“This has been a terrible experience for me and my family and anyone else on the tapes,” McMorrow said Thursday. “I want all those people who have been defending and covering up for Chief Cioffi to be held accountable.”

“The residents deserve to have full disclosure and a full investigation and whatever that leads to, everyone should be held accountable. This issue is the town’s chance to finally clean up and start fresh for our residents,” she said.

The raucous council meeting, which ran past midnight, was attended by members of the public, police representatives and attorneys for police officers who are up on administrative charges.

“I attended the meeting last night and was shocked by the proceedings,” said David J. Altieri, an attorney for the chief. “The mayor clearly has no respect for the law, particularly when it serves as an impediment to his political vendetta against the chief.”

Albert Wunsch, an attorney who represents Capt. Brian Murphy, who is also facing administrative charges, was escorted out of the meeting by a police officer after what he described as challenging the mayor.

“I was sick and tired of his bullying,” Wunsch said, adding that Kranjac interrupted speakers who opposed his view and didn’t allow Democratic council members to participate in the discussion.

Wunsch said in a phone interview Thursday that if the council did hire hearing officers concerning the administrative charges against Murphy and the other police officers they did so illegally because the captains and lieutenant were not issued RICE notices.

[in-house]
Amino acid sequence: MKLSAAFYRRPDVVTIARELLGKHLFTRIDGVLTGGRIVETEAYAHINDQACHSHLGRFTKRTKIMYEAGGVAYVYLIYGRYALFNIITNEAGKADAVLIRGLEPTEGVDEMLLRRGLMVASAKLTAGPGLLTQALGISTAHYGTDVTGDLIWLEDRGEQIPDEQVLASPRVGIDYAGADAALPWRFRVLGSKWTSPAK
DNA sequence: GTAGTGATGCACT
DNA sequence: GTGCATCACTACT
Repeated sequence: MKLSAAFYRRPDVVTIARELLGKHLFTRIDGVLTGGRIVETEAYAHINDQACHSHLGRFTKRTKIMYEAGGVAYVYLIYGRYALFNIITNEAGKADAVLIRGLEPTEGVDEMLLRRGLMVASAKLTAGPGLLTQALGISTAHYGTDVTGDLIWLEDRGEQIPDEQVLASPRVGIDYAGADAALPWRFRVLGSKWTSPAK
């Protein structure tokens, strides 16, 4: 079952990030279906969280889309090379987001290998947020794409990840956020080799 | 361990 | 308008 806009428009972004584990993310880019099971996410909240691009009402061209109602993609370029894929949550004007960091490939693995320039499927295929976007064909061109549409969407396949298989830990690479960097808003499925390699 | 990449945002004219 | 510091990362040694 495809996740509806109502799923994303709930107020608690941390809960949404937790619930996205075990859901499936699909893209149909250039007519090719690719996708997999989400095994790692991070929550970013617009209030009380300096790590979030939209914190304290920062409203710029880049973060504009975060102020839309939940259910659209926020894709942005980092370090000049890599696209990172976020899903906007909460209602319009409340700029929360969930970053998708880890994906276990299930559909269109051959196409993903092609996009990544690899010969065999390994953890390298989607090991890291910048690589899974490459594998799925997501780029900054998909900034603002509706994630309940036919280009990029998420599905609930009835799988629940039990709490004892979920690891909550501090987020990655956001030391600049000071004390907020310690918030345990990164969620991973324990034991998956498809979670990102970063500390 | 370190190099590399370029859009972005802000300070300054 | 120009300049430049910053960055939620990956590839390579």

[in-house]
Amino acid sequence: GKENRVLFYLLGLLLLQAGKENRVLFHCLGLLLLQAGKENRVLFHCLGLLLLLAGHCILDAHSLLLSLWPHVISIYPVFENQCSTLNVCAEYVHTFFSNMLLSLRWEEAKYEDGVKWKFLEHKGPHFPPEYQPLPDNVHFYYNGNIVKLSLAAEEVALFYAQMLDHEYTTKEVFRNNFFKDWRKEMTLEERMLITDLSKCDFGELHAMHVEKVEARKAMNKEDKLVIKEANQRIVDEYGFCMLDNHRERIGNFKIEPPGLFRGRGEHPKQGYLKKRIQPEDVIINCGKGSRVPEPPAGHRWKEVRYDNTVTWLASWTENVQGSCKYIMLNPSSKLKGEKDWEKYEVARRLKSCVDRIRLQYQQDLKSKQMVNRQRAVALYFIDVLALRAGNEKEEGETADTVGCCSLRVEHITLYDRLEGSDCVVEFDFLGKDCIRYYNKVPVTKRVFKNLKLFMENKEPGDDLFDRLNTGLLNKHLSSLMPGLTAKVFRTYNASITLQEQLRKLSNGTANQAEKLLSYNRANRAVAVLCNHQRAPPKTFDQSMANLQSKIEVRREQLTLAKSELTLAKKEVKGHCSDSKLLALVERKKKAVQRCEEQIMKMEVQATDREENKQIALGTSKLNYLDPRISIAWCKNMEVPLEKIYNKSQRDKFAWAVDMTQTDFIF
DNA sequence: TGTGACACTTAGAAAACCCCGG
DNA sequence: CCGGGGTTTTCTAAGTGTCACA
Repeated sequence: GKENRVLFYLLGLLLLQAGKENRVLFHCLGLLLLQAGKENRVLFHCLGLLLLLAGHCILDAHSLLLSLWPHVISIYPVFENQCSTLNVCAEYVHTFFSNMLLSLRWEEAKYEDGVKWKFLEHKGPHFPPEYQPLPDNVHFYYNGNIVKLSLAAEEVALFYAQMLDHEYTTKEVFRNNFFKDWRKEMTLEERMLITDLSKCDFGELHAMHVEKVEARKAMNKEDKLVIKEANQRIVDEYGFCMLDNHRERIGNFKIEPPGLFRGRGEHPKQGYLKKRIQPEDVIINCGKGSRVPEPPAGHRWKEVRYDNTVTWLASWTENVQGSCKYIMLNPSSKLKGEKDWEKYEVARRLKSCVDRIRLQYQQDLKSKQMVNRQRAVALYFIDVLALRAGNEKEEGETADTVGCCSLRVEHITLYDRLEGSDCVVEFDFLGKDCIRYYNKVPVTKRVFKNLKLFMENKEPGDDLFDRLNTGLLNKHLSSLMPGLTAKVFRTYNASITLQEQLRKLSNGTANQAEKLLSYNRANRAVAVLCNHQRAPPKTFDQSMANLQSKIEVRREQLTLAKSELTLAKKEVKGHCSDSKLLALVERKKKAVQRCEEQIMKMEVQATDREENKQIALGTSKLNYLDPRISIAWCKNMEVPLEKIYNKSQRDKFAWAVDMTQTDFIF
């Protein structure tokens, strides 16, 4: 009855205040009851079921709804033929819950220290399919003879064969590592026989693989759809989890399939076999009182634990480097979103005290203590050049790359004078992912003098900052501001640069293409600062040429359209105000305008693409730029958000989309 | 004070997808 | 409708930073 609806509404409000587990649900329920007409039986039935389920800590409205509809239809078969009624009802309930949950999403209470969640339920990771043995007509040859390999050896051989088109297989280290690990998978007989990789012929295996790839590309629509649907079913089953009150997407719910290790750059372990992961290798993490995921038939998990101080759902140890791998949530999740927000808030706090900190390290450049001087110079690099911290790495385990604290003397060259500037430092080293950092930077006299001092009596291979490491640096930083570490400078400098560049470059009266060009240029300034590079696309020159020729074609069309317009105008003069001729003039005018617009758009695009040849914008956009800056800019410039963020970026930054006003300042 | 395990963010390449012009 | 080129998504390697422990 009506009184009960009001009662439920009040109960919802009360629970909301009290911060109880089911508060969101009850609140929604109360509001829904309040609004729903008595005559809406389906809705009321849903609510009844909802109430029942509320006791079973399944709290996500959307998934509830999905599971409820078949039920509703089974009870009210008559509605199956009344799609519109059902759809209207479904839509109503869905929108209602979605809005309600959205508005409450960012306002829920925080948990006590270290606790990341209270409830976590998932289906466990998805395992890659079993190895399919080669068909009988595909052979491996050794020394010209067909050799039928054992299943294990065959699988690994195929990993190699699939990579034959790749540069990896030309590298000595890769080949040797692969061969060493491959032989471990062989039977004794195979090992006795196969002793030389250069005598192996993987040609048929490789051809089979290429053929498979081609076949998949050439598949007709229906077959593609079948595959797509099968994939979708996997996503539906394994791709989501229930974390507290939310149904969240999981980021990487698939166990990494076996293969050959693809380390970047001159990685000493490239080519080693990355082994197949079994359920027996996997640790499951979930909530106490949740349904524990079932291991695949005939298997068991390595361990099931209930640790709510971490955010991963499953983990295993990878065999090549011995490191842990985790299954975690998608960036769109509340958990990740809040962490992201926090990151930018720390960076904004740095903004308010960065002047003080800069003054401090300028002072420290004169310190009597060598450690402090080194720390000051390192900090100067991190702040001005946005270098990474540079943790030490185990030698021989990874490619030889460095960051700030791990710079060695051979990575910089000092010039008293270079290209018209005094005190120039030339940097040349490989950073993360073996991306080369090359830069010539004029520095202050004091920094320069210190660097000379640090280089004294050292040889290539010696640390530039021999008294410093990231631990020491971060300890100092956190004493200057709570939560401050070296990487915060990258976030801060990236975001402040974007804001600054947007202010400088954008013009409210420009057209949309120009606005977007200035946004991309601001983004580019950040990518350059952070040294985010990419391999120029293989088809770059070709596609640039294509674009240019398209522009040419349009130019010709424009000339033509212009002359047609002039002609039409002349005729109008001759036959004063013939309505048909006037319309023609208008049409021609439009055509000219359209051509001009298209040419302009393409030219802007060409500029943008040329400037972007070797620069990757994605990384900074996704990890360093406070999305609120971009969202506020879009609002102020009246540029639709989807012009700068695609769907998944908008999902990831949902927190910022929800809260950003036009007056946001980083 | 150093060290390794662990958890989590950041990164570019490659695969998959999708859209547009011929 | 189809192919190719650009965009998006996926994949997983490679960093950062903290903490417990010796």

“The Constitution is merely rumor thanks to Mayor I-hate-police Kranjac,” Wunsch said.

The attorney also accused Kranjac of having assaulted Murphy at a community event in August 2017, for which internal — not criminal — charges were filed. Nothing ever came of them, Wunsch said.

“It demonstrates the fact that this guy doesn’t like cops,” said Wunsch. “He acts with impunity.”

Wunsch also added that his client’s family has been in Englewood Cliffs for five generations. Murphy’s father was police chief and his brother’s worked for the department of public works.

“These are salt of the earth people,” he said. “And this man is trying to take their jobs away because he has a hatred for cops.”

Kranjac says Wunsch has an issue with him because he wasn’t reinstated as the borough’s public defender.

“What I hate is corruption,” the mayor said. “And I feel there is a lot of corruption at the leadership of this police department.”

The suspension of Cioffi — who is one of the highest paid police chiefs in the state with a $234,824 salary — was effective immediately. Lt. David Hill was put in charge of the department.

Hill, Kranjac said, is heard on the tapes challenging Cioffi over the chief allowing officers to carry weapons they were not qualified to use.

At the end of the council meeting, Councilman Ed Aversa tried to generate a motion to dismiss all the administrative charges. It failed to go anywhere. Aversa could not be reached immediately for comment.